Influence of Mental Health and Alcohol or Other Drug Use Risk on Adolescent Reported Care Received in Primary Care Settings

Published in: BMC Family Practice, Volume 19, Number 1 (January 2018), page 10. doi: 10.1186/s12875-017-0689-y

Posted on on February 14, 2018

by Lisa S. Meredith, William G. Shadel, Stephanie Brooks Holliday, Layla Parast, Elizabeth J. D'Amico

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To describe patterns of alcohol and other drug (AOD) use risk and adolescent reported primary care (PC) screening and intervention, and examine associations of AOD risk and mental health with reported care received.


We analyzed data from cross-sectional surveys collected from April 3, 2013 to November 24, 2015 from 1279 diverse adolescents ages 12–18 who reported visiting a doctor at least once in the past year. Key measures were AOD risk using the Personal Experience Screening Questionnaire; mental health using the 5-item Mental Health Inventory; binary measures of adolescent-reported screening and intervention.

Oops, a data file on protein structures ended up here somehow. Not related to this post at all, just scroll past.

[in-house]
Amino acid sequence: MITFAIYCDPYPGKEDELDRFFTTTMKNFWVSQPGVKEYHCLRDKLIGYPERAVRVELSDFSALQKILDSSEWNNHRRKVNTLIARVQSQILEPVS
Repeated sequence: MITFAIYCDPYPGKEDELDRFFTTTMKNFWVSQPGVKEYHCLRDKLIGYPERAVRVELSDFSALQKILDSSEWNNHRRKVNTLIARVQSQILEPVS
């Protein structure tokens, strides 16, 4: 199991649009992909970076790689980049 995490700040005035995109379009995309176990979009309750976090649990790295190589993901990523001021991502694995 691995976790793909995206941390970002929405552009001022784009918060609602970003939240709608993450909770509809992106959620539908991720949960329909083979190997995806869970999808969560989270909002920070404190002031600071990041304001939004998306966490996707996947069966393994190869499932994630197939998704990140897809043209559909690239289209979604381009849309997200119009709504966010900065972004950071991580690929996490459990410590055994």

Half (49.2%) of the adolescents reported past year AOD use. Of the 769 (60.1%) of adolescents that reported being asked by a medical provider in PC about AOD use, only 37.2% reported receiving screening/intervention. The odds of reported screening/intervention were significantly higher for adolescents with higher AOD risk and lower mental health scores.


Adolescents at risk for AOD use and poor mental health are most likely to benefit from brief intervention. These findings suggest that strategies are needed to facilitate medical providers identification of need for counseling of both AOD and mental health care for at risk youth.

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